At least the photos of brunch looks delicious even if it didn't actually taste like it. And cool doggie pics, maybe he was irritated because he really wanted to come out and play with you? :-)

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  14. How awesome you got to meat Melisser!

    This was an excellent review. I agree with you on raw desserts and I also found Jennifers book awesome. I have to take it out of the shelf again!

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  15. Highline falls into the "comfort food" category — lots of tasty, (high fat) sandwiches and sides on the lunch menu. The weekend brunch menu changes, and I've heard the chocolate waffles are pretty great, but they weren't available the day we were there. We haven't yet been there for dinner.

    I suspect the dog was thinking, "stop taking my picture, dork." He was quite the master of his building.

    Raw Girl,
    Yep — no cooking, no animals, and easy as pie!

    Chow Vegan,
    I'd love to know what you've tried.

    Yes, the food looked good in person, too. And I'm going to ask Bethany if it was good — I can't believe we didn't talk about it at the time!

    Mihl,
    It was fun to meet her. After your cookbook is published and you do a world tour, maybe I'll get to meet you. :)

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  16. I thought you did a great job listing the ups and down of raw food. I've dabbled in it, too, for health reasons, but it's always something I've got to be sure I have time to do. Unless it's a salad, of course. Great restaurant review - very detailed. How fun meeting the cookbook author. And, I like the scowling dog. How funny that he was watching the scenes.

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  17. Blessedmama,
    Thanks. Raw food can be easy — or very complicated. Just like cooked food, I guess.

    I'm sure your adorable new puppies will never scowl! You must be having so much fun with them.

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  18. I can't wait to try that upside down pineapple cake. It sounds so delish! Thanks for sharing the recipe.

    That is totally cool that you got to meet Melisser. I wanted her book for Christmas, but didn't get it. I'll be getting it soon though.

    All the food looks so yummy. I'm about to starve now and still have an hour to go before lunch. :o)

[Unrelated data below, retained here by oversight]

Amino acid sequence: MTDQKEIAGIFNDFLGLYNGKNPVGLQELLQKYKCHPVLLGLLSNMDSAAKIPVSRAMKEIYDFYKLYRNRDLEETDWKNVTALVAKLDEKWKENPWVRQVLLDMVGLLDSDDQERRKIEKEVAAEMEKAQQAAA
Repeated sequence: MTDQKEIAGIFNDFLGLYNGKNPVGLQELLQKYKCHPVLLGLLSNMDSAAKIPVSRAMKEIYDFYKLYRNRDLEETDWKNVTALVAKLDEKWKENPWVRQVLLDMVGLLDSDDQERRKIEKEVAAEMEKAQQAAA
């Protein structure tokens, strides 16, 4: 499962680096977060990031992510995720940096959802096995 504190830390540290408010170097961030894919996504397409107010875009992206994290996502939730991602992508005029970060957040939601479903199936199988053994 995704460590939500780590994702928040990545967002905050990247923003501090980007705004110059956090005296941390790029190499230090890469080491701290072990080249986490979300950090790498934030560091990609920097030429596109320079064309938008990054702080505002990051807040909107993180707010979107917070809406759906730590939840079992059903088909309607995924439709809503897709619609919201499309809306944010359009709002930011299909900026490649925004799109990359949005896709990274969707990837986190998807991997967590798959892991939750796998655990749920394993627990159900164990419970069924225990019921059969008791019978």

Too funny about the dog! :o)

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  19. Michelle,
    You should try the cake and let me know what you think. A lot of the food on this post WAS yummy, but not all. I hate it when something looks really great but tastes blah. The dog was a real character — like you might expect in a movie, not on a walk.

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  20. The cake looks so amazing! I love Raw deserts.

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  21. I adore fresh pineapple, and this sounds like a perfect dessert in which to use it. And how lucky that you got to go to the book signing (and be in the Cakespy shop!) :) That photo of the dog in the window is priceless--what an expression!

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  22. The raw pineapple cake looks really tasty. I like raw food but I can't get into the dehydrating everything forever stuff. I'd eat the dehydration machine before anything was ready. Wow chocolate covered matzoh- haven't seen that since I found some behind my Uncle Joe's couch eons ago.

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  23. Julia,
    I have to experiment with more raw desserts to find ones I really like. I like simple desserts best!

    Ricki,
    I keep looking at the dog photo — I just can't believe the look he is giving me. What a character!

    GiGi,
    I'm with you on the dehydrating; I have a hard time planning meals eight hours ahead. When I lived in Wisconsin, I used my dehydrator to dry the surplus tomatoes from our garden, along with lots of apples, and other stuff like that. But the dehydrator is still in Wisconsin, and I don't have a garden here, so no dehydrating happening in our kitchen these days.

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  24. I'm envious of your being sent that book - I would really love Cornbleets recipes, and definitely want this book! I need to get back into rew desserts - our desserts are usually just fruit, but with the holidays & birthdays & recipe testing there's been lots of baked goods...and less raw cake.

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  25. the pineapple upside-down cake looks AWESOME. love the bottle cap mural...wouldn't it be cool if someone covered an entire wall in their house like that? seems like it would take forever.

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  26. Shellyfish,
    You should look at her Web page — lots of sample recipes there. Our desserts are usually just fruit, too, with baked goods for special occasions. But, this recipe is really just raw fruit, dried dates and walnuts put together creatively. Very fast and easy.

    Emily,
    I can't imagine covering an entire wall!!! It would take so long just to collect the caps — and then to plan and execute the design. Could take years. You should do it! :D

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  27. The recipes look good, I will try them for sure.